Or when he stops on a busy street to acknowledge the elderly homeless man, sitting on concrete hooked up to an oxygen machine, and waves his "hello." It's just before Christmas and everyone's out doing last-minute shopping, but no one else allows the man to enter their vision.

Or when he arranges his many Star Wars and other characters in a complicated story montage on the dining-room windowsill, mapping intricate battles and dangerous escapes.

Or when he looks into my eyes – in silence – and we see each other. For someone who used to find the absence of sound awkward, and race to fill it with words, my son has taught me a lot.

Or when he has a giggling fit watching Tin Tin and his dog Snowy, perhaps imagining that he’s the one climbing the mountain or flying the plane.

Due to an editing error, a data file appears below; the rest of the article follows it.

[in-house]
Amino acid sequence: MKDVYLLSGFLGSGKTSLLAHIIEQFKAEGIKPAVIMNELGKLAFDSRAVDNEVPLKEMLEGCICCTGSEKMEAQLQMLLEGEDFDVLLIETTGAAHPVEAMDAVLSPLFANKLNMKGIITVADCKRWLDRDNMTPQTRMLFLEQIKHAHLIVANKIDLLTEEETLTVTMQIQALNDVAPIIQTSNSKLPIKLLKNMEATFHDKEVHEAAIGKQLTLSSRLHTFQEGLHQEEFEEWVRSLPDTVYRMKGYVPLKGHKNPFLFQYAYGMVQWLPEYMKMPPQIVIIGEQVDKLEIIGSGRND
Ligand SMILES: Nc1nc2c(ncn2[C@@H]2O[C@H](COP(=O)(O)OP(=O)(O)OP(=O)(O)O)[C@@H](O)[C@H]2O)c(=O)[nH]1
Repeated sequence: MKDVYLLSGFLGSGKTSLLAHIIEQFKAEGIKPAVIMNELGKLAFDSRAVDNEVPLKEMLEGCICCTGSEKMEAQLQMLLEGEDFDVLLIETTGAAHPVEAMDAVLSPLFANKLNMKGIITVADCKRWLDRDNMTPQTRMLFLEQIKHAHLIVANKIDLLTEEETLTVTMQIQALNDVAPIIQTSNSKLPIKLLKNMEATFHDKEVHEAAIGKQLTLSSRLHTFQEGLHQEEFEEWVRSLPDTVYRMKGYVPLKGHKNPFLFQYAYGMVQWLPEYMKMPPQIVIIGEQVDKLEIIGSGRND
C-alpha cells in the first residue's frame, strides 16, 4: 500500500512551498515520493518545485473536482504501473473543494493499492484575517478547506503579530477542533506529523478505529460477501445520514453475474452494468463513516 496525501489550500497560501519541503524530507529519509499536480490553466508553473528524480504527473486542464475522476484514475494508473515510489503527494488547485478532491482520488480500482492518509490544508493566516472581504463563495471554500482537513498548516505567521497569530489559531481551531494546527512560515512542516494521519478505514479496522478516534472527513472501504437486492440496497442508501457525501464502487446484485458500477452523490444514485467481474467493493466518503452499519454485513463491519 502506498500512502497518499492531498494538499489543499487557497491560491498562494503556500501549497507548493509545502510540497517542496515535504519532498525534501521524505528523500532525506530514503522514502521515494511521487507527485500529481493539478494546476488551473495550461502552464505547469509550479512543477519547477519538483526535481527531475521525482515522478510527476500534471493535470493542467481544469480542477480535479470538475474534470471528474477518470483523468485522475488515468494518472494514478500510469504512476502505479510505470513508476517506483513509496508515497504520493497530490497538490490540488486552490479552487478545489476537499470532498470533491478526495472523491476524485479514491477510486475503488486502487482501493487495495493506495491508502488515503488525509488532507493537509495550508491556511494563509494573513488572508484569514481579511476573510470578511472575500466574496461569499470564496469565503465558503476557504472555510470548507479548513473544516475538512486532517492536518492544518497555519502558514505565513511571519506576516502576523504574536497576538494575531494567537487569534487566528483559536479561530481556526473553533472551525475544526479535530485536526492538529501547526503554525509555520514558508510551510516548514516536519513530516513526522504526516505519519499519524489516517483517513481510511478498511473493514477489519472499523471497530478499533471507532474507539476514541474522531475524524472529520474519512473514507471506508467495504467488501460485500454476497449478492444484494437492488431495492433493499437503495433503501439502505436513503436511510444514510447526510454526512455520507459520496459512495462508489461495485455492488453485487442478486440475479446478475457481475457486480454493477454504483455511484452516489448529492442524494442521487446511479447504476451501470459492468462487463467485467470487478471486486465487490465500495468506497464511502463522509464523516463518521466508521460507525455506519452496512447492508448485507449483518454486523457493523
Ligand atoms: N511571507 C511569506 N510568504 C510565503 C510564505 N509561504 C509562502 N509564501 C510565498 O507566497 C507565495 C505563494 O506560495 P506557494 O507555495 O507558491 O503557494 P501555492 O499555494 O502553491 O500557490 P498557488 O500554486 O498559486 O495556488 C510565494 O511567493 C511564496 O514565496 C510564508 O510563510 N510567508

Or when he walks away with the nurse to the operating room – knowing what it's all about – without looking back. When he was young, he’d carry a favourite object, like his butterfly net or fireman’s hat.

Or when he waits by the window on his birthday, signing "friends, where?"

Or when Halloween is still his favourite holiday – at age 15.

Or when he places an open book across his face as part of his nightly ritual.

Or when he finally sleeps and his extravagantly long eyelashes flicker over a dream. He floats. And I assume there’s no physical pain there, no anxiety about not being able to speak, no frustration that his hands won’t do what he wants, no feeling of being different. In his dreams, I hope everything is effortless.

Or when I feel his weight sink into me, and his body’s warmth is enough to make me happy.

Or when I can’t imagine one second of a world without Ben.

Monday, June 1, 2009

‘Graduation is perhaps the saddest day in their lives’